Facebook: The Journal of Our Times

Before Facebook, unless you kept a diary or wrote a blog, there was little recording of day-to-day events in most people’s lives. Some people made baby books for their children, but mostly just for their first or second child. But now, the combination of smartphone cameras and mobile apps, documenting our lives has never been easier and never before have more people done it.

Enough time has passed since the mass adoption of Facebook in 2009 for us to see how people are using it long-term. We know what people like and what they hate. We know who their friends are. We know when they start relationships and when they end them. We know what they looked like when they were younger and what they look like now. We know everything someone is willing to share.

Suzanne's Blog

Before Facebook, my wife used to blog about what was going on in the house, about her pregnancies, and about milestones with the kids. Now that’s all on Facebook. If I wanted to create a story of our last 5 years together, that’s where I’d look. And our baby books are on there, too. We still have real-life baby books, but we certainly aren’t printing any of our pictures.

What will become of this information?

As a society we’ve all invested so much into this platform. While Facebook’s Timeline feature helps to sort through it all and services that help you print Facebook help, there is still a general anxiety I feel about how we will overcome the White Album Problem. Most people don’t remember Collegeclub.com, but that was a platform like Facebook that one day just disappeared.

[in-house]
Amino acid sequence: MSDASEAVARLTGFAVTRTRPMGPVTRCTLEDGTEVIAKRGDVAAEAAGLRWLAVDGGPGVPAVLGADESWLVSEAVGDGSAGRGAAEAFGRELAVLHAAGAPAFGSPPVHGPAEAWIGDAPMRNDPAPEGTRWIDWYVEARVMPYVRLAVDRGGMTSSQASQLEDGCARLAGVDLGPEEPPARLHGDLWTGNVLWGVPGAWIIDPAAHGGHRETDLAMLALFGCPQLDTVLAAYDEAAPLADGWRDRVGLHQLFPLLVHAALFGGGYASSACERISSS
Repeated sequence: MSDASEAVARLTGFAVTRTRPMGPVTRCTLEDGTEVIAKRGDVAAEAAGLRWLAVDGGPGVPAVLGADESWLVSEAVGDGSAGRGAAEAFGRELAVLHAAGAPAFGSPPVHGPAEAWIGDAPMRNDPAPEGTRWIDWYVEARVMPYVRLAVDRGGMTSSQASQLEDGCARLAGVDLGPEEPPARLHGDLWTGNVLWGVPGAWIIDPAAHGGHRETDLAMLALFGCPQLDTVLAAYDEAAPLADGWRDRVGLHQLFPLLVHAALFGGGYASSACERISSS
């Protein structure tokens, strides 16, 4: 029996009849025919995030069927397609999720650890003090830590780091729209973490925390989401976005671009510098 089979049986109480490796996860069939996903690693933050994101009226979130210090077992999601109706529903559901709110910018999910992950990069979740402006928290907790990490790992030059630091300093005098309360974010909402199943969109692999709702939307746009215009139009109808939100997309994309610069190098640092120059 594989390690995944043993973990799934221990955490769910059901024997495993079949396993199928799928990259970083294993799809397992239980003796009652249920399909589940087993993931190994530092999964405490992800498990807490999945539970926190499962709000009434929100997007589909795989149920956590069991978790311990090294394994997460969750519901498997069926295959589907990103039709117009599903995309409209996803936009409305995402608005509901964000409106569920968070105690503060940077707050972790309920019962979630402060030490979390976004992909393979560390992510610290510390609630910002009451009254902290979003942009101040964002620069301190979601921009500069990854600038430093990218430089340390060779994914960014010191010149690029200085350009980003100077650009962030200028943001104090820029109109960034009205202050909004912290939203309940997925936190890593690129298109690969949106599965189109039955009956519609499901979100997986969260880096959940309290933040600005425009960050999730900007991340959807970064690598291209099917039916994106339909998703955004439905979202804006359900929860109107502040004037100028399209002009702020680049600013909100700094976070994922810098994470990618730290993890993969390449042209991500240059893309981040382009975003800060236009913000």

And the other side of the coin is that this information will never be deleted and we will always have a perfectly searchable memory of everything that’s ever happened. Nothing will ever be forgotten. No friend is ever left behind. That’s not how the mind works. That’s not how life used to work. We used to forget, move on, and get on with life. Now it’s all just a click away.

Why do I still blog in a post-Facebook world?

I own this domain. I pay for this hosting account. I control what the website looks like and when it changes. I control my own backups. I am not subject to Facebook’s rules. I can download my data whenever I want. I can make my content look like whatever I want. In short – it’s my own platform where I can tell my own story over time regardless of what Facebook is or does, but that’s not the only reason I blog.

I know there is some benefit to me in the short term to be able to flesh out ideas and some value in the long term to be able to look back on what I was thinking or working on, but I didn’t know if it was actually of value to other people. I considered my blog a ‘failure’ because it doesn’t get that many visitors for the posts I care about, there are little to no comments, and little to no email newsletter sign-ups.
It turns out that those metrics aren’t the only ones that matter as people have reached out to me in other ways to let me know they’re reading. You don’t always know what effect you’re going to have on people and you may never know, but if you don’t put yourself out there, you’re reducing that chance. This small bit of encouragement helps. I’m glad you also read my blog.

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